For example, engagement with our authors has been very high—historically so, in my experience. As you know, we can’t rely on that in normal times; even when author teams have the best of intentions, their day jobs are just too high-intensity. Our various frameworks, especially the 5Rs, have also provided a structure for authors that helps them organize their thinking and gives them a clear path for bringing their ideas to market. And, of course, underpinning all this is the firm’s incredible investment in intellectual and research capacity, as well as the huge practical input from the client side.
Equally important, we have a fantastic and remarkably dedicated publishing team, as well as trusted external partners. Colleagues are working really hard, and at the same time grappling with other stressors: the murder of George Floyd and the pain of persistent racial injustice, the abrupt shift to working remotely, the challenges of being stuck at home—for some, alone, and for others, with family but with the added pressure of homeschooling kids. The team has really been heroic.
Leff: Do you think you’ll be able to maintain this combination of high quality and fast pace?
Lucia: Quality, without question. There’s no impact without a rigorous focus on the caliber of output—there’s just no point. On pace, we were in some ways prepared for this kind of acceleration, in that we fundamentally transformed our operations about five years ago. We did a lot of process reengineering at that time, and, more recently, we’ve worked with an agile coach to review our tools, look at possibilities for automation, and streamline the way we work as a team.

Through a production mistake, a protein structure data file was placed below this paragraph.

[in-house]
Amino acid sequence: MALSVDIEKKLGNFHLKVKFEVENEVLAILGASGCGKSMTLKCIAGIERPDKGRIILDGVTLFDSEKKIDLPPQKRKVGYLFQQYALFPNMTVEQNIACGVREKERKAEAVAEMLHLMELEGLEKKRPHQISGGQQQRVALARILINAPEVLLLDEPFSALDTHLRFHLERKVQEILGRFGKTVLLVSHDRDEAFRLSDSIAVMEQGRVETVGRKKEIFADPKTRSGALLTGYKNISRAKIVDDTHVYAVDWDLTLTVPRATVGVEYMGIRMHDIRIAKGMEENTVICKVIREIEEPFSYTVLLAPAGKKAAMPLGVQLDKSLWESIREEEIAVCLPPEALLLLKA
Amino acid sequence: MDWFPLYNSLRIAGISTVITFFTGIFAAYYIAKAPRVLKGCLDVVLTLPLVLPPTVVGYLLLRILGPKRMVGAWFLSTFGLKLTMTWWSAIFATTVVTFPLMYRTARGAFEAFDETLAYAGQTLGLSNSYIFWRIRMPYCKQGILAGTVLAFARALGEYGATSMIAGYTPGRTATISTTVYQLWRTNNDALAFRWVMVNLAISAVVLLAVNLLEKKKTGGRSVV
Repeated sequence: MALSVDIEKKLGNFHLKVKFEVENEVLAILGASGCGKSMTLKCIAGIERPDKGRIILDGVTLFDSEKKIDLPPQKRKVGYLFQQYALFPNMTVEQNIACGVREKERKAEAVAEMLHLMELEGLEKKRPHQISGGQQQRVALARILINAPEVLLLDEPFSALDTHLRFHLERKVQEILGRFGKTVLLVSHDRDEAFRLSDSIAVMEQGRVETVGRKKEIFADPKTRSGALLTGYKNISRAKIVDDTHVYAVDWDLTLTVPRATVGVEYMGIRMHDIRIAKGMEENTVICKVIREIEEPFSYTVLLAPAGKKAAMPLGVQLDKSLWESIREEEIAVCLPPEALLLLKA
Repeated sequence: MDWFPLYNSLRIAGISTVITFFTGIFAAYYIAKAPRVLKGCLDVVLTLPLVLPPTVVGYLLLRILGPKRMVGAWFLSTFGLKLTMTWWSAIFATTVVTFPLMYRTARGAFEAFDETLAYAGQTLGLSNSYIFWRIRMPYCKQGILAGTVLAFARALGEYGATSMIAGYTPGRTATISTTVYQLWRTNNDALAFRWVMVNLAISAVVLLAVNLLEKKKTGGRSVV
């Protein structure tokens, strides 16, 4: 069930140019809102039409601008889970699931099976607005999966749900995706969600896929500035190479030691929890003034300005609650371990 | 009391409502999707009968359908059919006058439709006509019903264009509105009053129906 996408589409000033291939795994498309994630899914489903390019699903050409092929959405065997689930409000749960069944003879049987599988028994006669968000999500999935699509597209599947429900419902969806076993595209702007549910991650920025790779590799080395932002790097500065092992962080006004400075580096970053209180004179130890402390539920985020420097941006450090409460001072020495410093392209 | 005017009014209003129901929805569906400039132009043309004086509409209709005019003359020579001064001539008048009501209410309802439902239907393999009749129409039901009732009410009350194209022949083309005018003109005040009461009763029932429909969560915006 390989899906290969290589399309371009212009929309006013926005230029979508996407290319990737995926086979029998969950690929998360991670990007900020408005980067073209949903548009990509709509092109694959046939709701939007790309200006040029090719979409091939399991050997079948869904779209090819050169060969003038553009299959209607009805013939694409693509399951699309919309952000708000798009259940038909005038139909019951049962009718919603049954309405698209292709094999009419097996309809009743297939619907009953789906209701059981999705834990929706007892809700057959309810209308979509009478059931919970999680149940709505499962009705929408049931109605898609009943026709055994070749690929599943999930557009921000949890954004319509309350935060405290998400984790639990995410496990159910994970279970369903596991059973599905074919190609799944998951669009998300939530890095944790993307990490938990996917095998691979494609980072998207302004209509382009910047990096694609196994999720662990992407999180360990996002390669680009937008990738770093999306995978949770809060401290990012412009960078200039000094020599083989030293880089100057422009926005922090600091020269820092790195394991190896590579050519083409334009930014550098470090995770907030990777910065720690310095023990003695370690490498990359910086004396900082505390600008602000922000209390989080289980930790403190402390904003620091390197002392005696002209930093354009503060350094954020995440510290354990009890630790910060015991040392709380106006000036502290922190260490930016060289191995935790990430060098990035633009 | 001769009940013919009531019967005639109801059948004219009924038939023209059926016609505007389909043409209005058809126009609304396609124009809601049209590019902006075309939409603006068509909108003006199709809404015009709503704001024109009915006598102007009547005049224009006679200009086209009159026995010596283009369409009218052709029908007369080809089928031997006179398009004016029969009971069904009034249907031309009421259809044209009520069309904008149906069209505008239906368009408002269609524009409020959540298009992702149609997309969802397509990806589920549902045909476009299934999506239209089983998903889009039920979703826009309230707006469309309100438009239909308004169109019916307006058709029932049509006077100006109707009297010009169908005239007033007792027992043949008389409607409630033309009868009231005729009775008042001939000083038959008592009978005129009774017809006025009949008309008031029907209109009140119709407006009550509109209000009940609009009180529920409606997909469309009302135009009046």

Obviously we’ve had to exert tremendous effort to get the flywheel turning. But now that we’ve gotten it started, we’re starting to reap the benefits of momentum. Colleagues are becoming more accustomed to doing more, more quickly. We’re optimistic that with some additional investments—especially in technology and process improvements—we can help the firm maintain a new level of agility in our publishing. And seeing the impact of these collective efforts is an enormous motivating factor.